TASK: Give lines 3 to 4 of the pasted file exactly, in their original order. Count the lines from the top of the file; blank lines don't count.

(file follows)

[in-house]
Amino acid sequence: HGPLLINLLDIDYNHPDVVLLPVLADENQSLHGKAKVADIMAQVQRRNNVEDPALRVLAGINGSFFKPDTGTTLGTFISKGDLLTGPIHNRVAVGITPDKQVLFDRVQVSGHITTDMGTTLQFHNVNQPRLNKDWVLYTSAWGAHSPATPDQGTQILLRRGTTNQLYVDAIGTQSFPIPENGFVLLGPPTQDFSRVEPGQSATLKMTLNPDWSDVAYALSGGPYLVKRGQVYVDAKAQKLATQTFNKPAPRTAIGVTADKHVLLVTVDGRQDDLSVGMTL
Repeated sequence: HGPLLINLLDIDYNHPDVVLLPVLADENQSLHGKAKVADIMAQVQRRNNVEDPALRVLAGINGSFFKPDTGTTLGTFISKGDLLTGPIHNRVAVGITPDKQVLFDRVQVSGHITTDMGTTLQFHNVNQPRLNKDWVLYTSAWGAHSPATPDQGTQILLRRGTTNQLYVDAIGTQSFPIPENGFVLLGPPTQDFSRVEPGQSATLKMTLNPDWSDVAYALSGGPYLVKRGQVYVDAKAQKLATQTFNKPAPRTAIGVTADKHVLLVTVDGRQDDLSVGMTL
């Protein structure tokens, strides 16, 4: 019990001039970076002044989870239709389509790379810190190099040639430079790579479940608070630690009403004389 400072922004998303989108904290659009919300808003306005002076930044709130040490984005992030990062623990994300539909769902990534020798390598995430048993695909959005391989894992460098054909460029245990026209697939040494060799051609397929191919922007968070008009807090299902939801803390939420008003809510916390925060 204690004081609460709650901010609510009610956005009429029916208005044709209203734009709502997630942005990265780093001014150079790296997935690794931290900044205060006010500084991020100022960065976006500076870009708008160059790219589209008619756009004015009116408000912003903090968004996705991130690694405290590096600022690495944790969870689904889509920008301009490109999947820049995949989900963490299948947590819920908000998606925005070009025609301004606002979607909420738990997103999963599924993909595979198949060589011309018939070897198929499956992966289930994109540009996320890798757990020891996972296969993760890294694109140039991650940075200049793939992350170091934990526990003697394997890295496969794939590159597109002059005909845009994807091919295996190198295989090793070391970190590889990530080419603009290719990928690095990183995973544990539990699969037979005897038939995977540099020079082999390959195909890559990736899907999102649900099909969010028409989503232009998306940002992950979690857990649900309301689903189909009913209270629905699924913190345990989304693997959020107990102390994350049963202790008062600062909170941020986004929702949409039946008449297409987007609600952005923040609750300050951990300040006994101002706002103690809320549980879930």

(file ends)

Repeated sequence: HGPLLINLLDIDYNHPDVVLLPVLADENQSLHGKAKVADIMAQVQRRNNVEDPALRVLAGINGSFFKPDTGTTLGTFISKGDLLTGPIHNRVAVGITPDKQVLFDRVQVSGHITTDMGTTLQFHNVNQPRLNKDWVLYTSAWGAHSPATPDQGTQILLRRGTTNQLYVDAIGTQSFPIPENGFVLLGPPTQDFSRVEPGQSATLKMTLNPDWSDVAYALSGGPYLVKRGQVYVDAKAQKLATQTFNKPAPRTAIGVTADKHVLLVTVDGRQDDLSVGMTL
């Protein structure tokens, strides 16, 4: 019990001039970076002044989870239709389509790379810190190099040639430079790579479940608070630690009403004389 400072922004998303989108904290659009919300808003306005002076930044709130040490984005992030990062623990994300539909769902990534020798390598995430048993695909959005391989894992460098054909460029245990026209697939040494060799051609397929191919922007968070008009807090299902939801803390939420008003809510916390925060 204690004081609460709650901010609510009610956005009429029916208005044709209203734009709502997630942005990265780093001014150079790296997935690794931290900044205060006010500084991020100022960065976006500076870009708008160059790219589209008619756009004015009116408000912003903090968004996705991130690694405290590096600022690495944790969870689904889509920008301009490109999947820049995949989900963490299948947590819920908000998606925005070009025609301004606002979607909420738990997103999963599924993909595979198949060589011309018939070897198929499956992966289930994109540009996320890798757990020891996972296969993760890294694109140039991650940075200049793939992350170091934990526990003697394997890295496969794939590159597109002059005909845009994807091919295996190198295989090793070391970190590889990530080419603009290719990928690095990183995973544990539990699969037979005897038939995977540099020079082999390959195909890559990736899907999102649900099909969010028409989503232009998306940002992950979690857990649900309301689903189909009913209270629905699924913190345990989304693997959020107990102390994350049963202790008062600062909170941020986004929702949409039946008449297409987007609600952005923040609750300050951990300040006994101002706002103690809320549980879930």